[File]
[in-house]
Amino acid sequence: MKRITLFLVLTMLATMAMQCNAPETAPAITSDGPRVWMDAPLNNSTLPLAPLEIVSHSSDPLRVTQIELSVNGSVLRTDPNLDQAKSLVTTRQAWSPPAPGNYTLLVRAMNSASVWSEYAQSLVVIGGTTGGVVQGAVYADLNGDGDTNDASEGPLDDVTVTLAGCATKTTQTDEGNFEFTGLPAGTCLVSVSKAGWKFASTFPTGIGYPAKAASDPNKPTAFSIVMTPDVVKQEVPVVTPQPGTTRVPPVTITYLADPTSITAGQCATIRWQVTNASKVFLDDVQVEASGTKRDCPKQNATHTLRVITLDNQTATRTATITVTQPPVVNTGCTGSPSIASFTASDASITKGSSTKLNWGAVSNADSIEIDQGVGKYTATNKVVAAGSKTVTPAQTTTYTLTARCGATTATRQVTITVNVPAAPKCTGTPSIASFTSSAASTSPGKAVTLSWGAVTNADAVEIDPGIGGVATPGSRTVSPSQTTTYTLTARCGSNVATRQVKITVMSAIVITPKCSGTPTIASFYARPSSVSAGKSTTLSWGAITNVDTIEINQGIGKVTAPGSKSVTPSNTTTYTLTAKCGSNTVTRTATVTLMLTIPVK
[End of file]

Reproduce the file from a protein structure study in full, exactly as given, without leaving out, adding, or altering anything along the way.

[in-house]
Amino acid sequence: MKRITLFLVLTMLATMAMQCNAPETAPAITSDGPRVWMDAPLNNSTLPLAPLEIVSHSSDPLRVTQIELSVNGSVLRTDPNLDQAKSLVTTRQAWSPPAPGNYTLLVRAMNSASVWSEYAQSLVVIGGTTGGVVQGAVYADLNGDGDTNDASEGPLDDVTVTLAGCATKTTQTDEGNFEFTGLPAGTCLVSVSKAGWKFASTFPTGIGYPAKAASDPNKPTAFSIVMTPDVVKQEVPVVTPQPGTTRVPPVTITYLADPTSITAGQCATIRWQVTNASKVFLDDVQVEASGTKRDCPKQNATHTLRVITLDNQTATRTATITVTQPPVVNTGCTGSPSIASFTASDASITKGSSTKLNWGAVSNADSIEIDQGVGKYTATNKVVAAGSKTVTPAQTTTYTLTARCGATTATRQVTITVNVPAAPKCTGTPSIASFTSSAASTSPGKAVTLSWGAVTNADAVEIDPGIGGVATPGSRTVSPSQTTTYTLTARCGSNVATRQVKITVMSAIVITPKCSGTPTIASFYARPSSVSAGKSTTLSWGAITNVDTIEINQGIGKVTAPGSKSVTPSNTTTYTLTAKCGSNTVTRTATVTLMLTIPVK